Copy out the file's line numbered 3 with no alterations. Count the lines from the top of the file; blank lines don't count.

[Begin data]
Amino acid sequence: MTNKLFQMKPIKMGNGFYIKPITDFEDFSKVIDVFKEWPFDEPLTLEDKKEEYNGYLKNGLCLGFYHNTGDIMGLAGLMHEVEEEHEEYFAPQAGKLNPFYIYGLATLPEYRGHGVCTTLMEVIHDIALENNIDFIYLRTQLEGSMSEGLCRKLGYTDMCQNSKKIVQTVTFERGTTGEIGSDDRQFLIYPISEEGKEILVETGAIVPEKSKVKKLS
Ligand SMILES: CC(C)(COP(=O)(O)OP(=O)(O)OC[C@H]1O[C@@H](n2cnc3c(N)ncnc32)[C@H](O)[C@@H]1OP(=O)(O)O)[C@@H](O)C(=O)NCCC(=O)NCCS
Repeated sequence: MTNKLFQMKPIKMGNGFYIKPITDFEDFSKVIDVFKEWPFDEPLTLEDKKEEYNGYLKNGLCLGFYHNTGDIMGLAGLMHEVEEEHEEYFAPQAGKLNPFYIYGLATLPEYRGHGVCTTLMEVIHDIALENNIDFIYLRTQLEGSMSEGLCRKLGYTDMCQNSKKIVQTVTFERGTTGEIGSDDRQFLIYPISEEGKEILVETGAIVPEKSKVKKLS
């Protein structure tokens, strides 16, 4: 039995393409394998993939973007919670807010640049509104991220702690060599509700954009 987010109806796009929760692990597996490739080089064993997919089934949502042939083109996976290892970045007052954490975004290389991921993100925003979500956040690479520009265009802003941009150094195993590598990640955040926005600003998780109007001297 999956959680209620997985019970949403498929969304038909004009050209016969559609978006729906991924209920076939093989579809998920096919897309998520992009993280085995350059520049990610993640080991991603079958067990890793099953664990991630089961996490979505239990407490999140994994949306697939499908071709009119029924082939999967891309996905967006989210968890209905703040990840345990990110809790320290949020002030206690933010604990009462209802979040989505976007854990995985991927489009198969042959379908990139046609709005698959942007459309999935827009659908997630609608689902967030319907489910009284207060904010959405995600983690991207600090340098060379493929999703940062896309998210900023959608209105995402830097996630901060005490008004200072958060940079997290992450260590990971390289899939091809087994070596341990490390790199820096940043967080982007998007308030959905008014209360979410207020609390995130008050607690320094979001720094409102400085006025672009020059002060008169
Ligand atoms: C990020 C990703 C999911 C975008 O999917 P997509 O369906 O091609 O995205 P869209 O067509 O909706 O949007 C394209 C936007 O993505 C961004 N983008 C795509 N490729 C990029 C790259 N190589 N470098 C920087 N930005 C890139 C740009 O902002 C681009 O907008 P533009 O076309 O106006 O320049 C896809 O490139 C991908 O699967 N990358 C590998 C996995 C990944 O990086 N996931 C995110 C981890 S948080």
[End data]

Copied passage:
Repeated sequence: MTNKLFQMKPIKMGNGFYIKPITDFEDFSKVIDVFKEWPFDEPLTLEDKKEEYNGYLKNGLCLGFYHNTGDIMGLAGLMHEVEEEHEEYFAPQAGKLNPFYIYGLATLPEYRGHGVCTTLMEVIHDIALENNIDFIYLRTQLEGSMSEGLCRKLGYTDMCQNSKKIVQTVTFERGTTGEIGSDDRQFLIYPISEEGKEILVETGAIVPEKSKVKKLS